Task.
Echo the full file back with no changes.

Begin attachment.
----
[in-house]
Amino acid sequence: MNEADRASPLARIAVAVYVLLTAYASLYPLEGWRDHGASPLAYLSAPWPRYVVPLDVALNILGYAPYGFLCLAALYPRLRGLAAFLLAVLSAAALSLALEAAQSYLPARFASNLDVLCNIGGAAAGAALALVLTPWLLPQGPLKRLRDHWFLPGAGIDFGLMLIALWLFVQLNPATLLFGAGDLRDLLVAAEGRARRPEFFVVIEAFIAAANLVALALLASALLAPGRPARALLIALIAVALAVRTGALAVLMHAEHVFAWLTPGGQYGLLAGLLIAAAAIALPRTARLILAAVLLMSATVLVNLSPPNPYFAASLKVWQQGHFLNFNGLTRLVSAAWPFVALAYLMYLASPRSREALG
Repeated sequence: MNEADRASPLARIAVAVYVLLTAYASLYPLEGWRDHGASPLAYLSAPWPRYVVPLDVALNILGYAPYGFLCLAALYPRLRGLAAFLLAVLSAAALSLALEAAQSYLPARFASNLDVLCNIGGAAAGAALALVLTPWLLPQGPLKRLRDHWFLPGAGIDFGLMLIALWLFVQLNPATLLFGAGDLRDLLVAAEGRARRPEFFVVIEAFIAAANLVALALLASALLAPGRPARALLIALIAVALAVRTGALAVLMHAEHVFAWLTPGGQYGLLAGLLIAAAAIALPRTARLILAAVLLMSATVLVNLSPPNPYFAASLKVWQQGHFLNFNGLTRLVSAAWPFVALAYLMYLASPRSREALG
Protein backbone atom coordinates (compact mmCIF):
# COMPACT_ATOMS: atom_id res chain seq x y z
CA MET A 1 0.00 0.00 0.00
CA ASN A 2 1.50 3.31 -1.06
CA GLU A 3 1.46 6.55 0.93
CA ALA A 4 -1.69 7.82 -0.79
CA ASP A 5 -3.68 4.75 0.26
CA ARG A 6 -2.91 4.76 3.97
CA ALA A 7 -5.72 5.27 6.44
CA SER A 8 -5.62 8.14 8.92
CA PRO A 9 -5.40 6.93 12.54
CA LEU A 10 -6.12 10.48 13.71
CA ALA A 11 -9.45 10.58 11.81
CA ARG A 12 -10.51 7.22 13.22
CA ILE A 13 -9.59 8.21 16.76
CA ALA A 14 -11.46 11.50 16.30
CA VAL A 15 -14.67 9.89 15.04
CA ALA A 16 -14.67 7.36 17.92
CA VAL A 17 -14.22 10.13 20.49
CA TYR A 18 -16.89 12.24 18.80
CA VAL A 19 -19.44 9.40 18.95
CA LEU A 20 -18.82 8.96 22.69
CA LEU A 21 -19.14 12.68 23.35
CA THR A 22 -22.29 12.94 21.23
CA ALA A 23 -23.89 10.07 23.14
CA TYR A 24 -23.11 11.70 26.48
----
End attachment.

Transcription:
[in-house]
Amino acid sequence: MNEADRASPLARIAVAVYVLLTAYASLYPLEGWRDHGASPLAYLSAPWPRYVVPLDVALNILGYAPYGFLCLAALYPRLRGLAAFLLAVLSAAALSLALEAAQSYLPARFASNLDVLCNIGGAAAGAALALVLTPWLLPQGPLKRLRDHWFLPGAGIDFGLMLIALWLFVQLNPATLLFGAGDLRDLLVAAEGRARRPEFFVVIEAFIAAANLVALALLASALLAPGRPARALLIALIAVALAVRTGALAVLMHAEHVFAWLTPGGQYGLLAGLLIAAAAIALPRTARLILAAVLLMSATVLVNLSPPNPYFAASLKVWQQGHFLNFNGLTRLVSAAWPFVALAYLMYLASPRSREALG
Repeated sequence: MNEADRASPLARIAVAVYVLLTAYASLYPLEGWRDHGASPLAYLSAPWPRYVVPLDVALNILGYAPYGFLCLAALYPRLRGLAAFLLAVLSAAALSLALEAAQSYLPARFASNLDVLCNIGGAAAGAALALVLTPWLLPQGPLKRLRDHWFLPGAGIDFGLMLIALWLFVQLNPATLLFGAGDLRDLLVAAEGRARRPEFFVVIEAFIAAANLVALALLASALLAPGRPARALLIALIAVALAVRTGALAVLMHAEHVFAWLTPGGQYGLLAGLLIAAAAIALPRTARLILAAVLLMSATVLVNLSPPNPYFAASLKVWQQGHFLNFNGLTRLVSAAWPFVALAYLMYLASPRSREALG
Protein backbone atom coordinates (compact mmCIF):
# COMPACT_ATOMS: atom_id res chain seq x y z
CA MET A 1 0.00 0.00 0.00
CA ASN A 2 1.50 3.31 -1.06
CA GLU A 3 1.46 6.55 0.93
CA ALA A 4 -1.69 7.82 -0.79
CA ASP A 5 -3.68 4.75 0.26
CA ARG A 6 -2.91 4.76 3.97
CA ALA A 7 -5.72 5.27 6.44
CA SER A 8 -5.62 8.14 8.92
CA PRO A 9 -5.40 6.93 12.54
CA LEU A 10 -6.12 10.48 13.71
CA ALA A 11 -9.45 10.58 11.81
CA ARG A 12 -10.51 7.22 13.22
CA ILE A 13 -9.59 8.21 16.76
CA ALA A 14 -11.46 11.50 16.30
CA VAL A 15 -14.67 9.89 15.04
CA ALA A 16 -14.67 7.36 17.92
CA VAL A 17 -14.22 10.13 20.49
CA TYR A 18 -16.89 12.24 18.80
CA VAL A 19 -19.44 9.40 18.95
CA LEU A 20 -18.82 8.96 22.69
CA LEU A 21 -19.14 12.68 23.35
CA THR A 22 -22.29 12.94 21.23
CA ALA A 23 -23.89 10.07 23.14
CA TYR A 24 -23.11 11.70 26.48